There are 30 staff in total in Movember's London office, which co-ordinates activity not just in the UK but several other countries across Europe and Africa.
UK head of marcoms Paul Mitcheson leads a team consisting of a digital content manager and a PR manager, alongside a senior PR manager who works two days a week, and temporary social media support brought in during peak periods.
The charity has one PR agency in the UK – it has worked with Ketchum for healthcare PR since last summer.
Mitcheson said that social media are a "key part of our campaign". Alongside this, events such as a photo opportunity (pictured above) jointly organised with fitness initiative Project Awesome on London's Southbank earlier this week got coverage in The Times, City AM and Huffington Post.
It also has an extensive email database built up since it arrived in the UK in 2007, and secures a large amount of free advertising space. "We typically don’t pay for advertising, so for example we have a very strong partnership with Dentsu and it helps us get a lot of coverage; typically a lot of outdoor space is secured by it, but it’s mostly pro bono," he said.
Move Or Mo. Save A Bro
Mitcheson said that the major change for Movember this year was the creation of Move, a separate challenge that encouraged people to be active every day for a month. This has given rise to the tagline 'Move Or Mo. Save A Bro'.
"This is the first year people have had an option to take part without growing a moustache," he said, adding that this fundraising option could be attractive to those who have grown a moustache on several previous occasions and want a different challenge.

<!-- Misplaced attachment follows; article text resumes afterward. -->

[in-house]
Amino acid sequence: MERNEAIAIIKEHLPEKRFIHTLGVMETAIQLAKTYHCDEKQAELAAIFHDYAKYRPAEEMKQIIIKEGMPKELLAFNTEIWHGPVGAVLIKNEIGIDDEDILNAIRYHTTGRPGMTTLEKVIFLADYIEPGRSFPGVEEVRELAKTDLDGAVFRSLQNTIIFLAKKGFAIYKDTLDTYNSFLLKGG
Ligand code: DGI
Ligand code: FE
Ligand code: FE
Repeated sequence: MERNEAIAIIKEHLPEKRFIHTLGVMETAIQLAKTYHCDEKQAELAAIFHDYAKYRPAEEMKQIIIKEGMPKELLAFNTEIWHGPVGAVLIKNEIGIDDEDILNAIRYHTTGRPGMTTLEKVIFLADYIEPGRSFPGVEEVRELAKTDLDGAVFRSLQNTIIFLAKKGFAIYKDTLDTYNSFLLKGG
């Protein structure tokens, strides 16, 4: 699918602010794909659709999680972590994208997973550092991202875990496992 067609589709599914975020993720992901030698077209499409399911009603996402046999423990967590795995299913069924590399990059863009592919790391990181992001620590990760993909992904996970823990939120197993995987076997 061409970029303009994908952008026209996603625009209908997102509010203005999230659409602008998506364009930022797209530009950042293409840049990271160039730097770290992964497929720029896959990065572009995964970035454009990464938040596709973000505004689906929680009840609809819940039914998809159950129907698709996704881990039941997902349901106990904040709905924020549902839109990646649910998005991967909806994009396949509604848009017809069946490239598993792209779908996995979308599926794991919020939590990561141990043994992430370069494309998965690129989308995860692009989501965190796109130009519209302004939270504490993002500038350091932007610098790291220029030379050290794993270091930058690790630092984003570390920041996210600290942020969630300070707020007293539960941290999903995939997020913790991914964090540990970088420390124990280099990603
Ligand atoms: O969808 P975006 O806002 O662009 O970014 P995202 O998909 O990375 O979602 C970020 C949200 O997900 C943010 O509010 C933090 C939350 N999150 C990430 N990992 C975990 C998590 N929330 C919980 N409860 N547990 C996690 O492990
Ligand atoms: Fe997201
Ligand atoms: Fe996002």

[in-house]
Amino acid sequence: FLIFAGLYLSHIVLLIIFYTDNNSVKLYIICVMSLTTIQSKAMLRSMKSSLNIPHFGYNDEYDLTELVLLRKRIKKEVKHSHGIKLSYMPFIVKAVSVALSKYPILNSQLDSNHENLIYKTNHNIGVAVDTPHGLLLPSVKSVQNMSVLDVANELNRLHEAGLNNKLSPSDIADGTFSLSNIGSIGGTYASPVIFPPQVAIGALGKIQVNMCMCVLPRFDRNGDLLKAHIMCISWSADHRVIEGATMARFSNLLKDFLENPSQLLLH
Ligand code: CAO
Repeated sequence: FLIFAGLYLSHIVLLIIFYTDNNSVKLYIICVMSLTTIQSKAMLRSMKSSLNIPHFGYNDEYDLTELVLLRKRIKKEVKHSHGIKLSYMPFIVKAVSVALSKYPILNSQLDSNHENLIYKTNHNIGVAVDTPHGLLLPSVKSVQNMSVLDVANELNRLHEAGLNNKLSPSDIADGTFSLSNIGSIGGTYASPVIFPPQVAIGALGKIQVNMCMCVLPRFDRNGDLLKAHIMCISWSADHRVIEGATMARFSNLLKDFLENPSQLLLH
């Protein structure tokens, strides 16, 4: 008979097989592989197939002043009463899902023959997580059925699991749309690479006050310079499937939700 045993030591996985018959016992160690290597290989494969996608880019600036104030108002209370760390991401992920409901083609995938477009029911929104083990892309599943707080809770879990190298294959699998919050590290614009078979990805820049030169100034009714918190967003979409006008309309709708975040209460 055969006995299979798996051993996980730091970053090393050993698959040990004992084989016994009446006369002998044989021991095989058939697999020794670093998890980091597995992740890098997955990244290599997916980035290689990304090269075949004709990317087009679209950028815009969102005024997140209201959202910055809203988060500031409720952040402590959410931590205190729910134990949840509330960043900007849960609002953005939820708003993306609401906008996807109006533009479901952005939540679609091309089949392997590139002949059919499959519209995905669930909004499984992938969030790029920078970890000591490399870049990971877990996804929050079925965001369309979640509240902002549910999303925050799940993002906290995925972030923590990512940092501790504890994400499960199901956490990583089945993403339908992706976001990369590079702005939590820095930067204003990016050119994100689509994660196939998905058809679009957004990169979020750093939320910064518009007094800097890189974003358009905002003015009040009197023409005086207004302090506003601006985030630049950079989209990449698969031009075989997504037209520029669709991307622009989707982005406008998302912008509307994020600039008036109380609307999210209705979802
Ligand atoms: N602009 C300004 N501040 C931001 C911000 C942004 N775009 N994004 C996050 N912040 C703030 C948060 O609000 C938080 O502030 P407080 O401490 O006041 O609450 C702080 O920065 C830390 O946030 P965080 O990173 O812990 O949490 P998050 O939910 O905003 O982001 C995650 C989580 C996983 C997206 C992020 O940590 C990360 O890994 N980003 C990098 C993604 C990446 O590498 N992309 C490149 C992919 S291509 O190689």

The moustaches have been Movember's high-profile calling card, but Move connects participation more directly to its goal of improving men's health. Prostate cancer is a particular focus, but it also works to combat testicular cancer, poor mental health and physical inactivity.
"That aspect of the campaign is becoming an increasingly important element because the moustaches got us so much PR in the early years, but now it’s really about getting men to take action on their health," Mitcheson said.
"The moustache is a great symbol for us because it is a masculine symbol and there’s the shared camaraderie in Movember, so it’s linked absolutely to men and masculinity. So I think a strength is that it is not just about hammering people with the heavy messaging.
"Move has allowed us to work with different ambassadors. We’re certainly excited about trying something else and I think this opens us up to new audiences," he said.
Among these is former Olympic medallist Daley Thompson – "he’s perfect for us, he’s famous for his moustache and he’s famous for being active", Mitcheson said – as well as current athlete Louise Hazel, and in a throwback to the 1990s, TV's Mr Motivator (pictured right).
Mitcheson himself will both be growing a moustache – "I would love to be able to grow a trucker but unfortunately I don’t have the strength of growth for that," he said – and taking part in Move, although he has not set too big a target for himself on the latter front. "I'm going to be realistic because it is a very busy month," he said.